CNN, Fox News, and MSNBC dedicated a considerable amount of airtime to a purported threat to NFL stadiums in seven cities, despite the fact that the Department of Homeland Security and the FBI both characterized the threat as not credible. Further, with one brief exception, at no point was there any reference on any of the three channels to evidence that the Bush administration has used terrorism-related announcements for political gain.
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PBS NewsHour host Jim Lehrer reported without challenge or rebuttal that White House senior political adviser Karl Rove "dismissed Democrats' chances of winning control of Congress." MSNBC's David Shuster similarly reported without challenge that Rove "remain[s] very calm and optimistic about the election." But as CNN's Wolf Blitzer noted, Rove "ha[s] to say that."
Although Washington Post, New York Times, and Reuters reports on President Bush's signing of the Military Commissions Act included general criticism of the legislation, they were all silent on its most controversial provision: allowing the president to detain noncitizens in the United States or abroad for any reason, indefinitely.
In her report on President Bush's signing of the controversial detainee bill, ABC's Martha Raddatz noted Sen. Russ Feingold's general opposition to the bill but gave no indication of Feingold's specific criticism -- that the bill "allows the government to seize individuals on American soil and detain them indefinitely with no opportunity to challenge their detention in court." Nightly news broadcasts on NBC and CBS devoted little attention to the bill's signing and ignored Democratic criticism of it altogether.
On Hannity & Colmes, Sean Hannity joined authors Melanie Morgan and Catherine Moy in comparing Cindy Sheehan's purported interest in online pornography to sexually explicit instant messages former Rep. Mark Foley allegedly sent to underage congressional pages. Morgan asserted that "[t]here's a double standard and hypocrisy at work" in the fact that there was far greater attention and criticism focused on the Foley scandal.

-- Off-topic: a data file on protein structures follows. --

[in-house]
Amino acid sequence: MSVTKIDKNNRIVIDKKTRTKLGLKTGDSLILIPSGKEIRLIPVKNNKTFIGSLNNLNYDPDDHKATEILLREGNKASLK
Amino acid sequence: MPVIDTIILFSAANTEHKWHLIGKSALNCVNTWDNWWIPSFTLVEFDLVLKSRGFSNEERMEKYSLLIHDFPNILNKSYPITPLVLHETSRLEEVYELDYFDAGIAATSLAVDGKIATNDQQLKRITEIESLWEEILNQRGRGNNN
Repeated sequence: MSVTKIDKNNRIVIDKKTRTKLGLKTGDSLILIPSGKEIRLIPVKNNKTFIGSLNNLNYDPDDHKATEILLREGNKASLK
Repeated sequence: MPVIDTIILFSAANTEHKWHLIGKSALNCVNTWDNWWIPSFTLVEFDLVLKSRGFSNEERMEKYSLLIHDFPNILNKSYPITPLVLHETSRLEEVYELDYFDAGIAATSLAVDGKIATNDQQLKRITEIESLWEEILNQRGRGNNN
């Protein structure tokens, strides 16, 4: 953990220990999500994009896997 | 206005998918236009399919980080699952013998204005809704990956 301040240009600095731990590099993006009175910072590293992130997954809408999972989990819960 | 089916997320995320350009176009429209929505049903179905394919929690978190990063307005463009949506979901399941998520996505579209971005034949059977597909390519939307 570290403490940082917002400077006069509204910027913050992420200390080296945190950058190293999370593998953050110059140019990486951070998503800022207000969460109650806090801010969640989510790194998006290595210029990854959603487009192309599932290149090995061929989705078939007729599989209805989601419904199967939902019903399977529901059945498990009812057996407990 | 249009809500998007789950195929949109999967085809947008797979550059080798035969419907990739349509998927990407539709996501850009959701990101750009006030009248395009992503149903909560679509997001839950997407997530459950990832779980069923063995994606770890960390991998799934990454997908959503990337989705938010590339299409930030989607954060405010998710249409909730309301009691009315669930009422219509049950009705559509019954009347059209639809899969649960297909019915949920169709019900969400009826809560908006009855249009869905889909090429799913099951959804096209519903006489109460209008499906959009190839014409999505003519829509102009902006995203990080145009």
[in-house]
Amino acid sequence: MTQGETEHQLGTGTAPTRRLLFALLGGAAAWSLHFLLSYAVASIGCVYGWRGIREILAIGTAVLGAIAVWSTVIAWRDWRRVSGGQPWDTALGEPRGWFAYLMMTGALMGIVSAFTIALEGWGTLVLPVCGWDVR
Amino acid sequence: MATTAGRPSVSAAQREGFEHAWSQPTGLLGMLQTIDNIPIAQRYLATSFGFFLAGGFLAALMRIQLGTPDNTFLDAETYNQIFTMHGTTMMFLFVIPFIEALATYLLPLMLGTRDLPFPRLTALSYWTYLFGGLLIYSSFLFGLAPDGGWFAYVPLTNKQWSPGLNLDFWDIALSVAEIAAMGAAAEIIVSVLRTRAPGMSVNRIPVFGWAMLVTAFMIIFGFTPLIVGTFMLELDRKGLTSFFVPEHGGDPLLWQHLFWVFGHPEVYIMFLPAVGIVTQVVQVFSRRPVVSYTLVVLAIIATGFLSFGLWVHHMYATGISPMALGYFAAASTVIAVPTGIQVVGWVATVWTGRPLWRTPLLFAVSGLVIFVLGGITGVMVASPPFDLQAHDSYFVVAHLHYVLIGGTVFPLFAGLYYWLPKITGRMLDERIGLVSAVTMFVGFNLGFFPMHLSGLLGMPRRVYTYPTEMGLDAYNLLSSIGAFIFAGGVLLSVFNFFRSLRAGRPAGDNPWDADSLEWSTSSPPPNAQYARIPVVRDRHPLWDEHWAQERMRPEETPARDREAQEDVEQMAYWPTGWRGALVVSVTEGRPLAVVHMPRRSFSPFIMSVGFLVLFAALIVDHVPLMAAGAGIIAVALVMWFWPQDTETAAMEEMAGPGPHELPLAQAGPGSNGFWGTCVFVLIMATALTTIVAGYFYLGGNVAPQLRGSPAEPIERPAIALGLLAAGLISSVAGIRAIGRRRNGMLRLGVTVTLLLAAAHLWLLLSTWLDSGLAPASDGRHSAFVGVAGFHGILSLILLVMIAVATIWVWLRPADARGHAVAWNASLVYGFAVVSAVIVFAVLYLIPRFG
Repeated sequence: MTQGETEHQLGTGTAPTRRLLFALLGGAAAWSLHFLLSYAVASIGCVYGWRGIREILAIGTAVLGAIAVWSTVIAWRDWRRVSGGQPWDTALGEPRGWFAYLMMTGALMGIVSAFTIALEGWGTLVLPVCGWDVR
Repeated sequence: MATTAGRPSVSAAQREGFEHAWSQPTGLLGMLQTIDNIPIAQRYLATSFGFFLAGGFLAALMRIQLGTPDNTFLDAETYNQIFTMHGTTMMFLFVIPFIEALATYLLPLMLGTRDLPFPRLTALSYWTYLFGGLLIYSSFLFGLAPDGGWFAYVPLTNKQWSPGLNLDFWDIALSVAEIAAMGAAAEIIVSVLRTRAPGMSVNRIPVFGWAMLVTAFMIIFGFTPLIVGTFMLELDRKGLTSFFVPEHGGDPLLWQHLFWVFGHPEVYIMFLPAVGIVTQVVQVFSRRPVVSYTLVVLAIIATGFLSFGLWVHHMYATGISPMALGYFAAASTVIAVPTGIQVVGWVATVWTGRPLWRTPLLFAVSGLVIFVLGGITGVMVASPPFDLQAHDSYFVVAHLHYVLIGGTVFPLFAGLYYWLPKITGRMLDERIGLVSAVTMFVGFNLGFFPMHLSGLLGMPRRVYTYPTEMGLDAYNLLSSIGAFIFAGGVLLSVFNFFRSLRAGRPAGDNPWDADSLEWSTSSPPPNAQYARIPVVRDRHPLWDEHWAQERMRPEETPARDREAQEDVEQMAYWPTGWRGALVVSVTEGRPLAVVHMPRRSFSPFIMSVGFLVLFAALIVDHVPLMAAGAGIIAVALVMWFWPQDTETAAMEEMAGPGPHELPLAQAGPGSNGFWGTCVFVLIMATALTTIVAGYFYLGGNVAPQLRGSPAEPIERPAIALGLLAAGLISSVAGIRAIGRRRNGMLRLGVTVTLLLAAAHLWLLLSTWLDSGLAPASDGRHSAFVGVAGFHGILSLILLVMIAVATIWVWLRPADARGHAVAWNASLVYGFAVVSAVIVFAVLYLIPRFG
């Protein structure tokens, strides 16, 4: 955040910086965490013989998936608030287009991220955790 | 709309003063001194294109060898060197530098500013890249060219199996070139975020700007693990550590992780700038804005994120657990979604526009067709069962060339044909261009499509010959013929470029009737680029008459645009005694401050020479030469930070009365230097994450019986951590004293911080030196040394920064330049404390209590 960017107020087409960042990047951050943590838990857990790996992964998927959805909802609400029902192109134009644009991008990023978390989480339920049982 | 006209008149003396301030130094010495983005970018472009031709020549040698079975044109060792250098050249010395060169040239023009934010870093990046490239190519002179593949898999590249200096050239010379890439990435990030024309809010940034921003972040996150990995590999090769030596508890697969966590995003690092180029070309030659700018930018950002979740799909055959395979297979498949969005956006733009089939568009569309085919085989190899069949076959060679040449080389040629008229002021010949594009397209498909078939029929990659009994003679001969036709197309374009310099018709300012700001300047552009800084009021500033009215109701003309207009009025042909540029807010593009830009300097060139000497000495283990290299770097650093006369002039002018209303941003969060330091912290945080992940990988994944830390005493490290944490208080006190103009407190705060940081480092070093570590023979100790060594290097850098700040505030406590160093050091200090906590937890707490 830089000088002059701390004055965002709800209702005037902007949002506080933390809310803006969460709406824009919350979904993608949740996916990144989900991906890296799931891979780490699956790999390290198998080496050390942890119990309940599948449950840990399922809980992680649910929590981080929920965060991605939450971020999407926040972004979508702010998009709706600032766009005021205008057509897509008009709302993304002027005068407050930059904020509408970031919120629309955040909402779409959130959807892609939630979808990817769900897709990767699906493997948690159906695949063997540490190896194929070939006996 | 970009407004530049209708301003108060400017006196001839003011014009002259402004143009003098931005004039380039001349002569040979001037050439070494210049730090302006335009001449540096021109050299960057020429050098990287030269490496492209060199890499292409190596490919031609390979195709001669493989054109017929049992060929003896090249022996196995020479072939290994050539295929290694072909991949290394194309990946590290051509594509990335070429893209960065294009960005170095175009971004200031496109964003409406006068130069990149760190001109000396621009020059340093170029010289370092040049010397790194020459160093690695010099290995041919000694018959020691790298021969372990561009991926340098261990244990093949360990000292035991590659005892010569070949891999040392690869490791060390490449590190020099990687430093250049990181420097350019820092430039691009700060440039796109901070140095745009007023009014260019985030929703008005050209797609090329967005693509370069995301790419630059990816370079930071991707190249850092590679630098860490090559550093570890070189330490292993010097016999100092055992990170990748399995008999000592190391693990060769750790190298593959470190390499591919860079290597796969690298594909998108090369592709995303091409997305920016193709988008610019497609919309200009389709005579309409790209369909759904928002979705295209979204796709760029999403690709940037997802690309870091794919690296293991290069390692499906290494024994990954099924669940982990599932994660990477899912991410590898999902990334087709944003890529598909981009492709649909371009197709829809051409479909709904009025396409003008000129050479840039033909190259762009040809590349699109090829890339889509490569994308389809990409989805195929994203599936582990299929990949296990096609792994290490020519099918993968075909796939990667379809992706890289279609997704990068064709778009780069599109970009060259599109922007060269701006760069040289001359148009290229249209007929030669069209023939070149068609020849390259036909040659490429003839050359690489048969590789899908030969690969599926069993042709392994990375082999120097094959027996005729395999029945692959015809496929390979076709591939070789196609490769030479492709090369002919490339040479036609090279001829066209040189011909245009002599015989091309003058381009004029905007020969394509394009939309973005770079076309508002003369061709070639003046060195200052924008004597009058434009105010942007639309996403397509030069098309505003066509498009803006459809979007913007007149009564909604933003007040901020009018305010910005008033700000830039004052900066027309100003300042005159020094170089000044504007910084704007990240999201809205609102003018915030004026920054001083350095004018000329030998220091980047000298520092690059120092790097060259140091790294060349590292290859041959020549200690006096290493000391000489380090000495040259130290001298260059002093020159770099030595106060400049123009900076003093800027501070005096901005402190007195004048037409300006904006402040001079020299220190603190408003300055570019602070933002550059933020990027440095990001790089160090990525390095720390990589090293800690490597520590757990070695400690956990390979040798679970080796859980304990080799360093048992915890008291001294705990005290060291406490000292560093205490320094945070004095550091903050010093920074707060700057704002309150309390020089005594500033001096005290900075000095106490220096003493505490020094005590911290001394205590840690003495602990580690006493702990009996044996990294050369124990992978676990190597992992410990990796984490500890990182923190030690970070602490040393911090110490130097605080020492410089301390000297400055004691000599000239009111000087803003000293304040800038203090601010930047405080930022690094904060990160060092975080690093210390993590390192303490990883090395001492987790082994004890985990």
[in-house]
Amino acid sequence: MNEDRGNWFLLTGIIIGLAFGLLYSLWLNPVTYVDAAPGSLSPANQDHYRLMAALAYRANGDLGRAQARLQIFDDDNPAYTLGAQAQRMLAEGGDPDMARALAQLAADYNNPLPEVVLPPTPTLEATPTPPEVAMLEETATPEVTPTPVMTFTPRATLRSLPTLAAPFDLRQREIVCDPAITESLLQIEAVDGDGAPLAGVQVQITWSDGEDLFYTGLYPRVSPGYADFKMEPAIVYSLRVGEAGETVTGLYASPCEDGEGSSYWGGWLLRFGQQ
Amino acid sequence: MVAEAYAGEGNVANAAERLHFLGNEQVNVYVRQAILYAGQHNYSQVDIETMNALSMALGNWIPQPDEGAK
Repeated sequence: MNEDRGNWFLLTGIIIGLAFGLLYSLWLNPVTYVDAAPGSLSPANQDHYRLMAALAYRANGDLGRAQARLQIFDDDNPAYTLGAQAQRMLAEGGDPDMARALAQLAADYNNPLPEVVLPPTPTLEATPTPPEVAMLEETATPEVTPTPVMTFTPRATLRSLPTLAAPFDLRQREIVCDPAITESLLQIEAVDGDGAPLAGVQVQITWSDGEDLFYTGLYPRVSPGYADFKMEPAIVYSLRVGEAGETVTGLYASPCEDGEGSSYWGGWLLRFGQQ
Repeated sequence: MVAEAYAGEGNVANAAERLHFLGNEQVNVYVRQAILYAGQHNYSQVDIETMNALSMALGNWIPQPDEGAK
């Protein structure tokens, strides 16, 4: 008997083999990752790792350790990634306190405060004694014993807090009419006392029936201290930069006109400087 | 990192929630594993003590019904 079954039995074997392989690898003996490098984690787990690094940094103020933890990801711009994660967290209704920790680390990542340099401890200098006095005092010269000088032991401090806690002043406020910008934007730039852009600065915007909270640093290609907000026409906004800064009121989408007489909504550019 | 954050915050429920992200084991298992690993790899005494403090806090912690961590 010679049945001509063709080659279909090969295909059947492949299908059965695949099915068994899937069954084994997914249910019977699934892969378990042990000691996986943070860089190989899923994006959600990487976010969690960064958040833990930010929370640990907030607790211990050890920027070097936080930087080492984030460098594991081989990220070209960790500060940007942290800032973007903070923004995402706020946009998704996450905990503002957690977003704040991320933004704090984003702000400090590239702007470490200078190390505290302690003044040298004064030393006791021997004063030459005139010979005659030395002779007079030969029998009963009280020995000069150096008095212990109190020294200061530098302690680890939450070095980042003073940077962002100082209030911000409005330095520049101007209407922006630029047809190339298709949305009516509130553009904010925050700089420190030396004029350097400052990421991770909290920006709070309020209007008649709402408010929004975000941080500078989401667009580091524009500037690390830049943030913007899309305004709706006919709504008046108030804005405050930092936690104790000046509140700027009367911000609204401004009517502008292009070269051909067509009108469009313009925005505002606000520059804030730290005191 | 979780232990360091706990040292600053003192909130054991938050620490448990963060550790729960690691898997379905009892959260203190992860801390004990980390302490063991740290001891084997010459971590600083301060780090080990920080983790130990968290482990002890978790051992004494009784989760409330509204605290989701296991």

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In their coverage of President Bush's signing later that morning of the Military Commissions Act of 2006, NBC News' Kelly O'Donnell reported that "there has been plenty of controversy" surrounding the bill but did not elaborate on what that controversy might be, while ABC News' Kate Snow did not mention that there is opposition to the bill, much less any of the reasons for that opposition.
NBC's Jonathan Alter falsely suggested that Republican Peter Roskam and Democrat Tammy Duckworth, candidates for the U.S. House of Representatives from Illinois' 6th District, have "a similar view of the war" in Iraq. But Chicago newspapers have reported that Duckworth, an Iraq war veteran who lost both her legs in combat, and Roskam, who recently accused Duckworth of favoring a "cut and run" strategy in Iraq, are "worlds apart" on Iraq.
In a New York Times op-ed, Jeff Stein writes that "most American officials I've interviewed," including, "not just intelligence and law enforcement officials, but also members of Congress who have important roles overseeing our spy agencies," "don't have a clue" what the differences are between Sunni and Shiite Muslims. While Stein raises an important question, a more pertinent question is: Why has this critical piece of information gone unreported in the Times' news pages?
NBC host Tim Russert suggested that both the Bush and Clinton administrations "talk[ed] tough with North Korea" but allowed its nuclear program "to go forward." But Russert ignored the fact that North Korea did not produce any plutonium, nor build or test any nuclear bombs, during Clinton's eight years in office.
Fox News host John Gibson falsely claimed that former Clinton administration National Security Adviser Sandy Berger -- in a previous interview with Gibson -- "admitted that he and his cohorts were wrong" in reaching a 1994 agreement with North Korea known as the Agreed Framework. In fact, Berger praised the Agreed Framework, noting that "[n]o plutonium was made during the Clinton administration" and that the "agreement fell apart during Bush II."
While many other media outlets carried the story, ABC's World News and USA Today made no mention of a British army commander's October 12 claim that the presence of British troops in Iraq is fueling violence, and that British military forces should be withdrawn from the country.
Wolf Blitzer failed to challenge Secretary of State Condoleezza Rice's misleading statements about the Bush administration's justification for the U.S.-led invasion of Iraq -- that there were "[t]oo many unanswered questions about [Saddam Hussein's] weapons of mass destruction program," despite the Bush administration's pre-war claim that Iraq had weapons of mass destruction, and that "[i]n the post-September 11 environment, [Iraq] was a threat that needed to be dealt with."
The AP's Terence Hunt and NBC News' David Gregory both reported President Bush's "veiled swipe" at the Clinton administration's North Korea policy, in which Bush said, "I appreciate the efforts of previous administrations. It just didn't work." But neither noted that, following the Clinton administration's signing of the 1994 Agreed Framework with North Korea, that country did not produce any plutonium until 2002, when the Bush administration abandoned the agreement.